5 Do’s and 5 Dont’s of Reviewing Restaurants

After reviewing restaurants for several years, I’ve collected some of my best advice for new and experienced restaurant reviewers. Here are five of the most important things to do and five of the worst gaffes a reviewer can make.

1. Obviously you need a big appetite and a stomach of steel, but it’s more important to realize that a restaurant is a business. There are many jobs at stake in each place you review so names for restaurants treat your job seriously and be extremely ethical. Do not give rave reviews when they are not warranted but neither should you use your reviewer status to show off
your own expertise or to make fun of the individuals that work there just because you’ve found a clever turn of phrase.

2. Learn to memorize enormous amounts of information – dish names, ingredients, flavors, colors, prices, d├ęcor, and quality of service. With practice, you can learn to memorize six meals of four courses without having to run off to the restroom to take notes on each taste of each dish. This will mean you will miss out on some of the conversation as you run through the dishes in your mind, but eating out is now a job for you, so the social aspects of it take a back seat. Learning to keep all the bits and pieces of your dining experience in your mind will help keep you anonymous as the food critic.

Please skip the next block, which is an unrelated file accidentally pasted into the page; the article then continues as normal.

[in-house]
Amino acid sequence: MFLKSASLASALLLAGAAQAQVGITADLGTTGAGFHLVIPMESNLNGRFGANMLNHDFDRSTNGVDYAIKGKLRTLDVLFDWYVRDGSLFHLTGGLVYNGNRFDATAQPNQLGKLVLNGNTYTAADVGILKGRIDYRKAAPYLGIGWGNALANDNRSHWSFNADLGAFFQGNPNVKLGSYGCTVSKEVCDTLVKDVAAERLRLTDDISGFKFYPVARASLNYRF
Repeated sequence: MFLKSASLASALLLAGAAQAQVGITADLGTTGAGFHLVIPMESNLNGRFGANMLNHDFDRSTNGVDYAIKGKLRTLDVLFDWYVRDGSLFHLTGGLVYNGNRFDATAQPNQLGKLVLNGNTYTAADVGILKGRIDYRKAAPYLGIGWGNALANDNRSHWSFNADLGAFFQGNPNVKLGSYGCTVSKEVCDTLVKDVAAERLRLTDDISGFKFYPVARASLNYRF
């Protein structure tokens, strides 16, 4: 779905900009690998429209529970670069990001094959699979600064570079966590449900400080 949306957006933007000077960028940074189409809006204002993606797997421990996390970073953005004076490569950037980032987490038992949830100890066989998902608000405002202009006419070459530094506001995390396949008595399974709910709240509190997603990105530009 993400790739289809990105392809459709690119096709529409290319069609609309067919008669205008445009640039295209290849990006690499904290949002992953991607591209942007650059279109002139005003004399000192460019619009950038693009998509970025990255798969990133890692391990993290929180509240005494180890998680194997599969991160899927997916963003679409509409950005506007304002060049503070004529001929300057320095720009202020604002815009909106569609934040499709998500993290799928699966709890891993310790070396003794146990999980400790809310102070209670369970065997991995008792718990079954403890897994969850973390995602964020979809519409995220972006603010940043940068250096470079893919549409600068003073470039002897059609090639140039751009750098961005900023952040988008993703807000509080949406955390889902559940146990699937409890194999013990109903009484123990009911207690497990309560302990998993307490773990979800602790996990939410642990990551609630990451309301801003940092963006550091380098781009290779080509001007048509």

3. Gather up tools that will help you be successful. A cell phone that takes photos, small notebooks and pens or pencils, a copy of the menu downloaded from the restaurant’s website, and a digital recorder will keep your reviews sharp, focused and honest. Use your cell phone to pretend you are taking photos of your guests for a special occasion. Place a small recorder under the edge of your plate and speak about the menu or your meals with your guests. These will provide memory triggers for you when you sit down to write.

4. Call ahead to get the days and hours the restaurant is open. Do this several weeks ahead of your visit, and have a chat with the person taking your reservation or helping you with information. Ask about special needs that potential diners might have. Just don’t be so obvious that they become suspicious that you are the critic.

5. Study food so that you know what you are talking about. If you read a lot of restaurant reviews like I do, you will soon see that many are clueless. “The sauce tasted like it was a sauce made of soy,” “The flaming goat cheese was made of feta cheese but was not Goat Cheese.” These are real quotes that make the authors seem unqualified for the job of reviewing restaurants. The sauce was either soy sauce or it wasn’t; goat cheese is not a brand name but rather cheese made from goat’s milk. Never stop studying, cooking and tasting food from around the world so you know what it is and how it should be prepared.

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